More concerning, she said, is the virus spreading between cows in transport across the country. Moving animals from one herd to another is “somewhat commonplace across the industry,” Martin said, “and there’s a lot of states now implementing restrictions of cautionary steps prior” to the animals’ travels. 

On Monday, New York State announced new temporary import requirements for dairy cattle coming in from other states. The requirements prohibit the entry of cows from areas with confirmed cases of the avian flu or areas under investigation in relation to the flu, and requires cows from affected states to have a certificate of clearance of the avian flu, issued by a veterinarian within 10 days of its entry into the state. 

The certificate, Martin said, “has to include specific language that relates to this highly pathogenic avian influenza.” In her view, the mild nature of the illness, in combination with these protocols, suggest “it does not appear that there will be a major impact on the milk production overall,” across the country. 

New York joins 21 other states that have implemented avian flu-related restrictions, namely Alabama, Arizona, Arkansas, California, Delaware, Florida, Hawaii, Idaho, Kansas, Kentucky, Louisiana, Maryland, Mississippi, Nebraska, North Carolina, Oregon, Pennsylvania, South Dakota, Tennessee, Utah, and West Virginia, according to the American Veterinary Medical Association.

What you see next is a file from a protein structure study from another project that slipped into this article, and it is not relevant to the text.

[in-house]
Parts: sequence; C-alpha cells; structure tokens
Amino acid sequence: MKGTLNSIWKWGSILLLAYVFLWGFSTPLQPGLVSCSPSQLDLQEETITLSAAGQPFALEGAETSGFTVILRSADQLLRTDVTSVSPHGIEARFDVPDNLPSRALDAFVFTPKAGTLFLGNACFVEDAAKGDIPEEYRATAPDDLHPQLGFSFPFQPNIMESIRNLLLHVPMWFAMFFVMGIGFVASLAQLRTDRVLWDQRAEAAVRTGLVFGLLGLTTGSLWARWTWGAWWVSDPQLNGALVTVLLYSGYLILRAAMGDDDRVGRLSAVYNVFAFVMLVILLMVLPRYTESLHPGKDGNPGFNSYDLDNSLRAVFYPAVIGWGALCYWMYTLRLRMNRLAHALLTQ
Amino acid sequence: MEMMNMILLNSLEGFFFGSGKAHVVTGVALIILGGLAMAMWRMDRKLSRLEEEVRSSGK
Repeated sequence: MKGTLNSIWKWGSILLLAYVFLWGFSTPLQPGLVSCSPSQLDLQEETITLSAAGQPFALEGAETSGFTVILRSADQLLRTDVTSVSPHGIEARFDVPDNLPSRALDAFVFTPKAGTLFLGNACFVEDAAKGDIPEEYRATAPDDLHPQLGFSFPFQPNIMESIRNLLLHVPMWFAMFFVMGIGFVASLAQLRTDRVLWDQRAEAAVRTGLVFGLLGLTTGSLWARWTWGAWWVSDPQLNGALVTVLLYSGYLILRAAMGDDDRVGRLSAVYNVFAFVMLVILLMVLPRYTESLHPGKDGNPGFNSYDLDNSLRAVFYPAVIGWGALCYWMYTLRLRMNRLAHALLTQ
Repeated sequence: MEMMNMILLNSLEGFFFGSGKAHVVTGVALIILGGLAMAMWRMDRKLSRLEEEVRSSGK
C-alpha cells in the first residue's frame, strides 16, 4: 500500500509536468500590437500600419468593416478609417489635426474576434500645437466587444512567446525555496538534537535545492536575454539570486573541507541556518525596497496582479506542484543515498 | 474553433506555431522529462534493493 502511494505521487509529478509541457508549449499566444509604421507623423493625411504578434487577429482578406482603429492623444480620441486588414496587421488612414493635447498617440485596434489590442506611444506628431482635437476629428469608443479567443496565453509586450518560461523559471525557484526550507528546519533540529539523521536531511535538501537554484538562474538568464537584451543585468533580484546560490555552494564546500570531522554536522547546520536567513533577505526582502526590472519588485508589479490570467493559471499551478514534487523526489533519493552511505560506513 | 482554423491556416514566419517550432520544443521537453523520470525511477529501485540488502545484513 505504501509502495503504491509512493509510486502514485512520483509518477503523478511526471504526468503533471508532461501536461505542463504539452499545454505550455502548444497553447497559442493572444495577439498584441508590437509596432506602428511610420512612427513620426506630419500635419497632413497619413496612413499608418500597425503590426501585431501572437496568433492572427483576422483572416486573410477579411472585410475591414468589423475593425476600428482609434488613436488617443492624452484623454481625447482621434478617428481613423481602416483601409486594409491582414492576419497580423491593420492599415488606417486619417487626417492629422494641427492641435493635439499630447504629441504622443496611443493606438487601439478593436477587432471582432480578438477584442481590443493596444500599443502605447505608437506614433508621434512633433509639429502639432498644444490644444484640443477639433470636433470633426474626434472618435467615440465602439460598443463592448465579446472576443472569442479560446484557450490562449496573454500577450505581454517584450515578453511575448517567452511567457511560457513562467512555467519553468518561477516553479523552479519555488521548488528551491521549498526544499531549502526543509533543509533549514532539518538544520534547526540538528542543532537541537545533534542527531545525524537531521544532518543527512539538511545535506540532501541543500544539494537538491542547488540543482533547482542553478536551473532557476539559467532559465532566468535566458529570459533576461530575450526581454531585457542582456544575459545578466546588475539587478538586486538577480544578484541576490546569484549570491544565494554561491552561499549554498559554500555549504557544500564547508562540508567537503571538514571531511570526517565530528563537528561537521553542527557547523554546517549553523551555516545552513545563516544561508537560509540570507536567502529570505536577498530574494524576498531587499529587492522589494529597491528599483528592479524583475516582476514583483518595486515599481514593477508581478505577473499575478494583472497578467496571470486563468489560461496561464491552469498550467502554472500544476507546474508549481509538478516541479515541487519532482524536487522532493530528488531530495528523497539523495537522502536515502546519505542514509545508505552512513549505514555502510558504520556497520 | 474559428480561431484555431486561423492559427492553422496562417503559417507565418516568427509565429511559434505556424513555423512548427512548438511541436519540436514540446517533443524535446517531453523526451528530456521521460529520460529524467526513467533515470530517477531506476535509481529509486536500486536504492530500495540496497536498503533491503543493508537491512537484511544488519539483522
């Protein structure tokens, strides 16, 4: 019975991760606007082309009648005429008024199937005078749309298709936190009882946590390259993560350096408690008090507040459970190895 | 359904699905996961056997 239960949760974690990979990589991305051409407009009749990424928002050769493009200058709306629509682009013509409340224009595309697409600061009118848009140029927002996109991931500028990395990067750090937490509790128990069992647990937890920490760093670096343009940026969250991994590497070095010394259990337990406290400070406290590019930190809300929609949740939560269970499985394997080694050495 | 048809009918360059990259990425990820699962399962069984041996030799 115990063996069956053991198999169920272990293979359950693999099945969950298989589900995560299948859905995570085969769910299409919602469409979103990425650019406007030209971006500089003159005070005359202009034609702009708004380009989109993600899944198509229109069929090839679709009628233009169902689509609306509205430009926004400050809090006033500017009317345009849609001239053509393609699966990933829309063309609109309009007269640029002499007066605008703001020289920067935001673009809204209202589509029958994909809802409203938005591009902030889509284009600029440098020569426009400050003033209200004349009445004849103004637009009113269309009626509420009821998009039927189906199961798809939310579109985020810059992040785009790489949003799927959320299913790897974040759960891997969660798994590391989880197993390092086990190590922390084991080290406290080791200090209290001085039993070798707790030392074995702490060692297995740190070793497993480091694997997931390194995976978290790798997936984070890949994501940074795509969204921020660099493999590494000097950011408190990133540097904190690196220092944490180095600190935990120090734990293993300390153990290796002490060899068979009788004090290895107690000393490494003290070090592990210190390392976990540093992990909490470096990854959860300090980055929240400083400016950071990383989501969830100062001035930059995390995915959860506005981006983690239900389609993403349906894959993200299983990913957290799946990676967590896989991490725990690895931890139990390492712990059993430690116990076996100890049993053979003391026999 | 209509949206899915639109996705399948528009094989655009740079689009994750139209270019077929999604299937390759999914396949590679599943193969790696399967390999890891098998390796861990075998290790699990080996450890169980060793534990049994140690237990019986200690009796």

The FDA asked farmers to monitor dairy cows for signs of illness “to ensure that milk from sick cows does not enter into interstate commerce,” and called for those who  identify sick cows to work with state animal health officials to test milk samples.

Across the board, FDA officials and professors say, there is little cause for concern over nation-wide milk shortages, price hikes, or another widespread pandemic. 

“For a consumer, there’s no reason to be concerned about consuming milk in the marketplace,” Martin said. “I continue to do so, and all of my colleagues continue to do so.”